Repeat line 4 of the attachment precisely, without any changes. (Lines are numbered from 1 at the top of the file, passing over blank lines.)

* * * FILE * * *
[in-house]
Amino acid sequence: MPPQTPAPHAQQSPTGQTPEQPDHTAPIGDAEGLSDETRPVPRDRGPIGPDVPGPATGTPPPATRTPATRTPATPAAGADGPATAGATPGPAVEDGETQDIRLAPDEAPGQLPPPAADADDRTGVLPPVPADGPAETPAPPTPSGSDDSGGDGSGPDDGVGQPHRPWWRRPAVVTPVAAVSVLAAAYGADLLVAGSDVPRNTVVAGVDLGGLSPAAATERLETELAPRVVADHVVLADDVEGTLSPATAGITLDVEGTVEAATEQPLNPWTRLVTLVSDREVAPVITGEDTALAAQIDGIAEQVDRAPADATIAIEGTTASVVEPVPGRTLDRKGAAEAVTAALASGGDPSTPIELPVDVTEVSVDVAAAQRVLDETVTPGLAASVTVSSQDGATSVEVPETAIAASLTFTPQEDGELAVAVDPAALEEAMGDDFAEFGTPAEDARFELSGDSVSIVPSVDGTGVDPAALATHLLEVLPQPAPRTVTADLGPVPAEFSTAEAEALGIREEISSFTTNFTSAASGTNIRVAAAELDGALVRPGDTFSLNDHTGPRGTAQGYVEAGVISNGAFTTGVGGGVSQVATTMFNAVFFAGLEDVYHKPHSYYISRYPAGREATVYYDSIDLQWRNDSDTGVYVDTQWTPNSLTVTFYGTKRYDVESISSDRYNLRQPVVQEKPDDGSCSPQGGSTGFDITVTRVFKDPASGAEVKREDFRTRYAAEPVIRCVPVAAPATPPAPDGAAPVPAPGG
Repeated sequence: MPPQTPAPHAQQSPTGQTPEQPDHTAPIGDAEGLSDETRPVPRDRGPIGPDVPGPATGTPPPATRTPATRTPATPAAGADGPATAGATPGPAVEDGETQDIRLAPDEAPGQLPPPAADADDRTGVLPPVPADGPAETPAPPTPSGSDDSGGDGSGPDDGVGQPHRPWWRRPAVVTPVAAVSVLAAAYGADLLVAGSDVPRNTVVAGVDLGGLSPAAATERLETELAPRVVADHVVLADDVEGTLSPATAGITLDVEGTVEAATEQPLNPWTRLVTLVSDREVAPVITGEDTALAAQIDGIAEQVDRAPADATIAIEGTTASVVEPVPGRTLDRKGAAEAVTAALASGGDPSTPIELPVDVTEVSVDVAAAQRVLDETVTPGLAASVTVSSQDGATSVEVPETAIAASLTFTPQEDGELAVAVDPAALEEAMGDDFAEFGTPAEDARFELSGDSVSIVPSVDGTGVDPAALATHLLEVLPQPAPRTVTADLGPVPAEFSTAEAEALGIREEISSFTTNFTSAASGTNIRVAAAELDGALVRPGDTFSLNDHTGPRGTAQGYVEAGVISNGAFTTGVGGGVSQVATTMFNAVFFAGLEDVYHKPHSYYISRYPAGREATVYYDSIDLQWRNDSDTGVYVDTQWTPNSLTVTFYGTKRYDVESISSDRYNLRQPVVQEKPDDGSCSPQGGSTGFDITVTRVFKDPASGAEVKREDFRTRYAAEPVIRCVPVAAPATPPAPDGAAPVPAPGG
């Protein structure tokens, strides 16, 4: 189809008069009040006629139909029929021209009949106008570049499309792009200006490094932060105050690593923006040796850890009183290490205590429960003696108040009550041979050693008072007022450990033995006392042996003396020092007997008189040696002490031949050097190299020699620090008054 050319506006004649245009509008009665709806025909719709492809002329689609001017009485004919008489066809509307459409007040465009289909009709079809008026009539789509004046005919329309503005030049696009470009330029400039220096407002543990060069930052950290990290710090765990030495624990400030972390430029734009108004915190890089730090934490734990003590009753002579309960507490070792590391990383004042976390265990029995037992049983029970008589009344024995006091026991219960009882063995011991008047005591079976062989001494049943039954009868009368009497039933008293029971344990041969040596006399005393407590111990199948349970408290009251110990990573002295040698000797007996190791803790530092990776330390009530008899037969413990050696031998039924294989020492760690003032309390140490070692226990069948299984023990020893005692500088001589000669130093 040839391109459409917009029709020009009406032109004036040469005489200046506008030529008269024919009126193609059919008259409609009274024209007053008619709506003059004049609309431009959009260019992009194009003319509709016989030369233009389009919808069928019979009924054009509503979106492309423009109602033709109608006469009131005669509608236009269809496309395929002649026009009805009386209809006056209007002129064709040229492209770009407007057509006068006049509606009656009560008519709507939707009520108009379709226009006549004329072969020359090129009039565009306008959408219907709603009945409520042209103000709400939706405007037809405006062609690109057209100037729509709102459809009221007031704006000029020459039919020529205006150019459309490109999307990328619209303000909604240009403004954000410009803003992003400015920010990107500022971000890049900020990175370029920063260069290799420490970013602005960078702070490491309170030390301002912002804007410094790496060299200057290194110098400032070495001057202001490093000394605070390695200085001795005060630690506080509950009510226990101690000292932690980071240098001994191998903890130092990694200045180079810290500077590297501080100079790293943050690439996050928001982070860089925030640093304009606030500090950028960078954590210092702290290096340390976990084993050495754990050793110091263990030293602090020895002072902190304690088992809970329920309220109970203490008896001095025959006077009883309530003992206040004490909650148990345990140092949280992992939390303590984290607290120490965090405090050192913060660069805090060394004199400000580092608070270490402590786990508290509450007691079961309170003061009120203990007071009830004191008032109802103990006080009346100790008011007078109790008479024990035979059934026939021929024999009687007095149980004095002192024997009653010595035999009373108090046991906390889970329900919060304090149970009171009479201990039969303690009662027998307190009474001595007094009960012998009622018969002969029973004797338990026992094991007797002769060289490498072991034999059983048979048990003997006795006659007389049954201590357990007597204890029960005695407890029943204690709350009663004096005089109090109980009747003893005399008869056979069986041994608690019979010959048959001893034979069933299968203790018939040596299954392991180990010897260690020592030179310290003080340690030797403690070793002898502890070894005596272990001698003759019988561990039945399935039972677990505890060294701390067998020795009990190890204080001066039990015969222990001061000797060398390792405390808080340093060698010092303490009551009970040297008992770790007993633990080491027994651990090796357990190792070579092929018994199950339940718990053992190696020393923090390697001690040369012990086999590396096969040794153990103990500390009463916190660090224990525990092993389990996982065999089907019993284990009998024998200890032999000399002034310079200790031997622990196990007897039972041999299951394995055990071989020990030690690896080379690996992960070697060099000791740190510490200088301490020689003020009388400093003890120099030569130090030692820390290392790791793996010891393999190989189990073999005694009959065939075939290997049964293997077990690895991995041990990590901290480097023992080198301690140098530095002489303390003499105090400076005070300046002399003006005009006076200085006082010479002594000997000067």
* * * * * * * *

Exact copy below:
């Protein structure tokens, strides 16, 4: 189809008069009040006629139909029929021209009949106008570049499309792009200006490094932060105050690593923006040796850890009183290490205590429960003696108040009550041979050693008072007022450990033995006392042996003396020092007997008189040696002490031949050097190299020699620090008054 050319506006004649245009509008009665709806025909719709492809002329689609001017009485004919008489066809509307459409007040465009289909009709079809008026009539789509004046005919329309503005030049696009470009330029400039220096407002543990060069930052950290990290710090765990030495624990400030972390430029734009108004915190890089730090934490734990003590009753002579309960507490070792590391990383004042976390265990029995037992049983029970008589009344024995006091026991219960009882063995011991008047005591079976062989001494049943039954009868009368009497039933008293029971344990041969040596006399005393407590111990199948349970408290009251110990990573002295040698000797007996190791803790530092990776330390009530008899037969413990050696031998039924294989020492760690003032309390140490070692226990069948299984023990020893005692500088001589000669130093 040839391109459409917009029709020009009406032109004036040469005489200046506008030529008269024919009126193609059919008259409609009274024209007053008619709506003059004049609309431009959009260019992009194009003319509709016989030369233009389009919808069928019979009924054009509503979106492309423009109602033709109608006469009131005669509608236009269809496309395929002649026009009805009386209809006056209007002129064709040229492209770009407007057509006068006049509606009656009560008519709507939707009520108009379709226009006549004329072969020359090129009039565009306008959408219907709603009945409520042209103000709400939706405007037809405006062609690109057209100037729509709102459809009221007031704006000029020459039919020529205006150019459309490109999307990328619209303000909604240009403004954000410009803003992003400015920010990107500022971000890049900020990175370029920063260069290799420490970013602005960078702070490491309170030390301002912002804007410094790496060299200057290194110098400032070495001057202001490093000394605070390695200085001795005060630690506080509950009510226990101690000292932690980071240098001994191998903890130092990694200045180079810290500077590297501080100079790293943050690439996050928001982070860089925030640093304009606030500090950028960078954590210092702290290096340390976990084993050495754990050793110091263990030293602090020895002072902190304690088992809970329920309220109970203490008896001095025959006077009883309530003992206040004490909650148990345990140092949280992992939390303590984290607290120490965090405090050192913060660069805090060394004199400000580092608070270490402590786990508290509450007691079961309170003061009120203990007071009830004191008032109802103990006080009346100790008011007078109790008479024990035979059934026939021929024999009687007095149980004095002192024997009653010595035999009373108090046991906390889970329900919060304090149970009171009479201990039969303690009662027998307190009474001595007094009960012998009622018969002969029973004797338990026992094991007797002769060289490498072991034999059983048979048990003997006795006659007389049954201590357990007597204890029960005695407890029943204690709350009663004096005089109090109980009747003893005399008869056979069986041994608690019979010959048959001893034979069933299968203790018939040596299954392991180990010897260690020592030179310290003080340690030797403690070793002898502890070894005596272990001698003759019988561990039945399935039972677990505890060294701390067998020795009990190890204080001066039990015969222990001061000797060398390792405390808080340093060698010092303490009551009970040297008992770790007993633990080491027994651990090796357990190792070579092929018994199950339940718990053992190696020393923090390697001690040369012990086999590396096969040794153990103990500390009463916190660090224990525990092993389990996982065999089907019993284990009998024998200890032999000399002034310079200790031997622990196990007897039972041999299951394995055990071989020990030690690896080379690996992960070697060099000791740190510490200088301490020689003020009388400093003890120099030569130090030692820390290392790791793996010891393999190989189990073999005694009959065939075939290997049964293997077990690895991995041990990590901290480097023992080198301690140098530095002489303390003499105090400076005070300046002399003006005009006076200085006082010479002594000997000067």